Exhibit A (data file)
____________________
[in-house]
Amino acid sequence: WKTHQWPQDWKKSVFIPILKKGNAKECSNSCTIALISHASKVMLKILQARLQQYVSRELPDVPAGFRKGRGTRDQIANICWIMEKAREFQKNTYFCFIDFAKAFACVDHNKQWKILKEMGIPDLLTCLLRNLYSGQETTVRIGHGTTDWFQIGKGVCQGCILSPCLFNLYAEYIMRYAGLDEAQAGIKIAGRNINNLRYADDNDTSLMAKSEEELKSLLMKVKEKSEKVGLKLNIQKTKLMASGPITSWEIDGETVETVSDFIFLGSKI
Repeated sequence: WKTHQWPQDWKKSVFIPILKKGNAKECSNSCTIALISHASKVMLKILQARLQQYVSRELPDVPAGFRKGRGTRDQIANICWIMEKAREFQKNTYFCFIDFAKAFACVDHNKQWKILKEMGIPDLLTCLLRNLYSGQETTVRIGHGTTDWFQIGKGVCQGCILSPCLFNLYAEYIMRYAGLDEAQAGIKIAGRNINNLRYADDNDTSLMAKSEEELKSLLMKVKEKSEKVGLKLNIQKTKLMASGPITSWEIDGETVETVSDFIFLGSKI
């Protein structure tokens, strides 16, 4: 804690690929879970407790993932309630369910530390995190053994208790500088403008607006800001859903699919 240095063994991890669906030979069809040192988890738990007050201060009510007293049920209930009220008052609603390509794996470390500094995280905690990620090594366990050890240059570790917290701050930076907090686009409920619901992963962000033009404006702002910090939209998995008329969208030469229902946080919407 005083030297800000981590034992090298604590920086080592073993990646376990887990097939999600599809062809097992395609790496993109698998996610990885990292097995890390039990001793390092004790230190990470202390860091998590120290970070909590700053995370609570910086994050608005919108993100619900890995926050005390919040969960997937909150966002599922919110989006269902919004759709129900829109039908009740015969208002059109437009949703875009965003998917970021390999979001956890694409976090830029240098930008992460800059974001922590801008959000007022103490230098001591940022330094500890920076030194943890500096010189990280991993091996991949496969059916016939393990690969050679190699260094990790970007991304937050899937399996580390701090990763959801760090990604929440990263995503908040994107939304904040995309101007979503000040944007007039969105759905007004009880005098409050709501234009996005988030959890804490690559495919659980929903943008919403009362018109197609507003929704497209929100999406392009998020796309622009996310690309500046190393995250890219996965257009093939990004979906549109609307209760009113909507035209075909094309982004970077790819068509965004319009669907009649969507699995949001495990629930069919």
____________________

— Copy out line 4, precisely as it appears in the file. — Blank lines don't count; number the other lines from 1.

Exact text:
């Protein structure tokens, strides 16, 4: 804690690929879970407790993932309630369910530390995190053994208790500088403008607006800001859903699919 240095063994991890669906030979069809040192988890738990007050201060009510007293049920209930009220008052609603390509794996470390500094995280905690990620090594366990050890240059570790917290701050930076907090686009409920619901992963962000033009404006702002910090939209998995008329969208030469229902946080919407 005083030297800000981590034992090298604590920086080592073993990646376990887990097939999600599809062809097992395609790496993109698998996610990885990292097995890390039990001793390092004790230190990470202390860091998590120290970070909590700053995370609570910086994050608005919108993100619900890995926050005390919040969960997937909150966002599922919110989006269902919004759709129900829109039908009740015969208002059109437009949703875009965003998917970021390999979001956890694409976090830029240098930008992460800059974001922590801008959000007022103490230098001591940022330094500890920076030194943890500096010189990280991993091996991949496969059916016939393990690969050679190699260094990790970007991304937050899937399996580390701090990763959801760090990604929440990263995503908040994107939304904040995309101007979503000040944007007039969105759905007004009880005098409050709501234009996005988030959890804490690559495919659980929903943008919403009362018109197609507003929704497209929100999406392009998020796309622009996310690309500046190393995250890219996965257009093939990004979906549109609307209760009113909507035209075909094309982004970077790819068509965004319009669907009649969507699995949001495990629930069919």